Balanchine picked a winner with the Capriccio. It’s rhythmical enough to provide an energetic and upbeat shot of adrenaline to the triad, but not so rhythmical that the dance director will lose control of the whole thing and before they know it the ballerinas are strutting around sticking their crotches out like Rhianna’s posse at a Super Bowl halftime show (minus the Hazmat suits).

It was a joy to watch the KCB dancers navigate Balanchine’s ebullient notation to this neoclassical-meets-Russian-emigré-jazz music. I am convinced from her dizzying performance that Taryn Pachciarz has liquid silicone in her joints – there were a few fleeting moments when I wondered if it was really possible for a human to move like that. Cameron Thomas was a capable match for her in their pas de deux, and had some dazzling moves of his own throughout the 3-movement, 20-minute act. And that production design! As the cast lept and pirouetted over the stage it was as if they were skating on blue ice at the top of the world.

The Capriccio for Piano and Orchestra is really a piano concerto incognito. Pianist Jordan Voth was, by necessity, hidden in the orchestra pit for his bravura playing of this piece. But as any multibillionaire who travels to their private island in a 24-hour on-call Learjet will always tell you in their TED talks: Life isn’t fair. So we didn’t get to see Voth at work in playing what sounded so wonderful.

What should wonderful soloists receive in recompense for laboring mightily in anonymity? I think Voth deserved something extra. The KC Ballet should have sent someone down to the Costco on Linwood and gotten a couple of those gold bars they’re selling now, and leave them in a little gift basket for him backstage. After getting a look at the KC Ballet’s FY 2023 asset sheet I don’t think a itty bitty gratuity like that would add an excessive amount to their production costs.

III: DIAMONDS

Peter I. Tchaikovsky / Symphony No 3 (movements 2-5)
Kaleena Burks, Andrew Vecseri
with
Amanda Devenuta, Georgia Fuller, Whitney Huell, Naomi Tanioka, Gavin Abercrombie, Joshua Bodden, Angelin Carrant, Kevin Wilson, Ava Bernardo, Emma Blake, Natalie Boese, Lauryn Brown, Amira Hogan, Olivia Jacobus, Laila Madison, Mei McArtor, Amelia Meissner, Malerie Moore, Olivia Pearsall, Gillian Yoder, Isaac Allen, Ian Anderson-Conlon, Alladson Barreto, Aidan Duffy, Chase Hanson, Joshua Kiesel, Jake Lapham, Gabriel Lorena, Brock Maye, Troy Monger-Levin, McKibben Needham, Elliott Rogers

As we returned from intermission for Diamonds, the final act of the evening, we wondered how they were going to top the gorgeous visuals for Rubies?

Simple. You evoke the concept of diamonds by creating a blazing light and showcase the stage, the costumes and tasteful side stage draping, all in a subtly diverse palette of white that Monet or Manzoni might admire. Queen Elizabeth’s wedding cake should have looked this elegant. And when the curtain rose again to show us all of it the crowd once more drew in a dramatic breath.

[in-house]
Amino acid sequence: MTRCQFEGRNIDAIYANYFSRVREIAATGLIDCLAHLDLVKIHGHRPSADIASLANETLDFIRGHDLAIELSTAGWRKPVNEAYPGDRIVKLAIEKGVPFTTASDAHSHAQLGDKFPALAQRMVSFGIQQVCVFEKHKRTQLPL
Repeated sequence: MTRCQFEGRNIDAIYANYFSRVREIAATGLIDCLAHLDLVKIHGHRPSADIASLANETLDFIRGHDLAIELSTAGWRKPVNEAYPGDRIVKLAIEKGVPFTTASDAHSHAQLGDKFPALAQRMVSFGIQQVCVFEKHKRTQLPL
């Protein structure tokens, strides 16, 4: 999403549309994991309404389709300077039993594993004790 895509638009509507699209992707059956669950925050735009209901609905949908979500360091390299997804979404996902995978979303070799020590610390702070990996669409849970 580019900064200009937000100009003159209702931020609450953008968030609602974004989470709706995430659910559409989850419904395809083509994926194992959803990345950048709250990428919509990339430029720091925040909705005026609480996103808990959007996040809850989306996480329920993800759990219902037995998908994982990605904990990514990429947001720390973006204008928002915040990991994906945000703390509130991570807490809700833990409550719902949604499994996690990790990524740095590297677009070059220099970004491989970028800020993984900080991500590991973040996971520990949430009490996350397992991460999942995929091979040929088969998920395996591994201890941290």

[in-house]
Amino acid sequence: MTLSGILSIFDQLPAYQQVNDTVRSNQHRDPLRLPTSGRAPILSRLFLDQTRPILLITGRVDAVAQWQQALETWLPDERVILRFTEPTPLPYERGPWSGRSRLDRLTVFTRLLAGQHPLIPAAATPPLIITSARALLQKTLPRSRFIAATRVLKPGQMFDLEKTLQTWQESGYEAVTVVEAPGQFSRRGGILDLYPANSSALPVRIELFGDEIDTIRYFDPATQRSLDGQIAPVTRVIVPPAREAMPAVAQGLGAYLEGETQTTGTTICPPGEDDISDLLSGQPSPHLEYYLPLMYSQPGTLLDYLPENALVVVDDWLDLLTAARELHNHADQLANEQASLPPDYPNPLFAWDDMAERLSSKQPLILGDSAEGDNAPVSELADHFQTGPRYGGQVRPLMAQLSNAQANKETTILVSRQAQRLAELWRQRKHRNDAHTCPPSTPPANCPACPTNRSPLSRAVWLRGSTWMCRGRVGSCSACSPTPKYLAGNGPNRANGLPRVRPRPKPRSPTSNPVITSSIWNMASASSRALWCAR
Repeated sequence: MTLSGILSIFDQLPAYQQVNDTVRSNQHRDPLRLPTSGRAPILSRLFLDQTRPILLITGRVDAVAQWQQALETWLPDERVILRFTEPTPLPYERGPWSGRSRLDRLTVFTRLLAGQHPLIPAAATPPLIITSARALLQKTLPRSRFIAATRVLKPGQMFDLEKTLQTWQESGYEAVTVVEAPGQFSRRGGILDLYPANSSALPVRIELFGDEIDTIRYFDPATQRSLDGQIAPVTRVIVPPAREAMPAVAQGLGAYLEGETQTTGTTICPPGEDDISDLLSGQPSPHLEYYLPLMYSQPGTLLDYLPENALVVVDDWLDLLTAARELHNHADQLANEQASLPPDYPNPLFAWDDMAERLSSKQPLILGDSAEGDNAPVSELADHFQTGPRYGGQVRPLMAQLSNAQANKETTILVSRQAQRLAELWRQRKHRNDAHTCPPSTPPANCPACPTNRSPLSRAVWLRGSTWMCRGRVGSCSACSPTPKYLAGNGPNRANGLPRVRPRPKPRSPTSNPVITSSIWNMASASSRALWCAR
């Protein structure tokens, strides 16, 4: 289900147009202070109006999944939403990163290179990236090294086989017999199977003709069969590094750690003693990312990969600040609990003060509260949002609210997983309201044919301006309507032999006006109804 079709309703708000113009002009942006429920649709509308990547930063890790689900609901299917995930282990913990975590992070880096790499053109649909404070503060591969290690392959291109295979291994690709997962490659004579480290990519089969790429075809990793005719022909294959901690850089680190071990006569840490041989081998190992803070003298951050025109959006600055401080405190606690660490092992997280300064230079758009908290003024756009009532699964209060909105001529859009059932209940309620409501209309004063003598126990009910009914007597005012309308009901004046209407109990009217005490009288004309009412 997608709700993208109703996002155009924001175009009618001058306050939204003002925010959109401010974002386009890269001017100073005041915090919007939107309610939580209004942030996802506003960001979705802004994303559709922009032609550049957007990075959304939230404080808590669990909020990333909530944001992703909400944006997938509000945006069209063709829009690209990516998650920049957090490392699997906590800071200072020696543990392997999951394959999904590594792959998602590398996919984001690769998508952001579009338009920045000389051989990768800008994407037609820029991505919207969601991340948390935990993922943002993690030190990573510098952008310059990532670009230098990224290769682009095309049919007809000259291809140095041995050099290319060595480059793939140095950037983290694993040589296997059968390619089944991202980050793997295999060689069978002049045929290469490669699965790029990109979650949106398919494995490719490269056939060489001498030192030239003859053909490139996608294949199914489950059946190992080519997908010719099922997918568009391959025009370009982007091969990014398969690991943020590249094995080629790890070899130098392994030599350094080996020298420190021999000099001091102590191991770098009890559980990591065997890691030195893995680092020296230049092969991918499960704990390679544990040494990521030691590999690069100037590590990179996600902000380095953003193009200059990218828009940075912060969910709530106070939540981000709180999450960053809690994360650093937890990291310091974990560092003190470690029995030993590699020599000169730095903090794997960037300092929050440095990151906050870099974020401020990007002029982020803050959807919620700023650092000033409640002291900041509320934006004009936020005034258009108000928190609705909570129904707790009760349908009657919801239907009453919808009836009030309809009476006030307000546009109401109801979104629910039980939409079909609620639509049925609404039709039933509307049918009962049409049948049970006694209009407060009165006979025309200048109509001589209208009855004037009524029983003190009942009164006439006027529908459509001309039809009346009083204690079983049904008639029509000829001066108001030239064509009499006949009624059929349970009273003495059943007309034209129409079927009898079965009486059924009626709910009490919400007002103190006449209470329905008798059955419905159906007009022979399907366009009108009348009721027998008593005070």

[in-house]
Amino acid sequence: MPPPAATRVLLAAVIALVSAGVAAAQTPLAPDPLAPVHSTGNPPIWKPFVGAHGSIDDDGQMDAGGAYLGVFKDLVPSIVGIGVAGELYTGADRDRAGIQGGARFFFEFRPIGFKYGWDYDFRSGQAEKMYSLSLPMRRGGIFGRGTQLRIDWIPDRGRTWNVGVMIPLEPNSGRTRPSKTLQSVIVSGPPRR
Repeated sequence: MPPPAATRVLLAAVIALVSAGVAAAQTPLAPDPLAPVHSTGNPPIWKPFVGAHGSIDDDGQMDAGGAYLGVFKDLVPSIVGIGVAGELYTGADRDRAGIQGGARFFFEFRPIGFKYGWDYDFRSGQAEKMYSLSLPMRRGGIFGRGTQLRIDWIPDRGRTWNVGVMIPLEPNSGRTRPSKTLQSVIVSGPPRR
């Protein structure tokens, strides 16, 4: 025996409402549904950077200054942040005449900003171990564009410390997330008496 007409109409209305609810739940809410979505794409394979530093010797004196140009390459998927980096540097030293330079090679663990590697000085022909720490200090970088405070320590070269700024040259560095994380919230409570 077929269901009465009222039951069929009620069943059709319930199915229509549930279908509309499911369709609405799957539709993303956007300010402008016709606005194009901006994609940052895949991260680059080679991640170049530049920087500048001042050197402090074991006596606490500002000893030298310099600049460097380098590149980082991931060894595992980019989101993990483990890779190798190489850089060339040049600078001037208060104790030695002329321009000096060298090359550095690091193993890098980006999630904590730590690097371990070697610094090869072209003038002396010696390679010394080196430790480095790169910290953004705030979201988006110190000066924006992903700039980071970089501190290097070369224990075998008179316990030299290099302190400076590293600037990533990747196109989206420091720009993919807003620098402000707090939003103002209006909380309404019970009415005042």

It was all hands on deck for this finale, with up to 26 dancers on stage in some places. The complicated ensemble movements seemed to go off without a hitch. Catching my attention for their grace were Naomi Tanioka, Amira Hogan, and – once again – Joshua Bodden. In both movements he appeared in there was something about his verve that continued to catch my eye. When it comes to ballet I’m just a noob but there was something about this dancer that oozed star power.

Kaleena Burks and Andrew Vecseri danced a compelling pas de deux in the Andante elegiaco 3rd movement which lit a fire under the crowd and had us giving louder and louder applause with every pirouette of Vecseri and the exits of Burks when she would coyly tiptoe into the wings.

At the vigorous conclusion of the final movement of Tchaikovsky’s 3rd froze the cast in a triumphant pose, we erupted in raucous cheers and bravos. More flowers. Directors and stagers taking well-deserved bows.


WOW!

And the curtain came down on my fine first night at the KC Ballet. In doing a bit of research for Jewels, I looked at legacy videos for a half dozen past performances from top ballet companies. After seeing these I have to say that the our stagers Jennifer Ringer, Victoria Simon, and Deborah Wingert have brought this to life on an elite level of visual design surpassing anything I saw from those big sister cities. Lighting Designer Trad Burns also deserves a callout for his role in creating a bewitching, glowing platinum setting into where the precious stones of the KCB cast were secured.

From my first look at the KC Ballet, I’m really looking forward to next season where the lineup includes Septime Webre‘s Alice In Wonderland, Anna-Marie HolmesDon Quixote, and a night featuring a quartet off short works: Tulips and lobster, In the Middle Somewhat Elevated, Celts, and an offering from local choreographer Caroline Dahm, World Premiere.

OMG, what am I doing? Can you believe this? I liked last night’s performance so much I’m turning into a publicist. I don’t even have time to source a publicist for my own stuff and here I am raving like a Salesforce AI bot about upcoming performances I haven’t even seen yet.

Oh well – KC pride dies hard. With the local press being such laggards at promoting culture here I guess someone has to do it.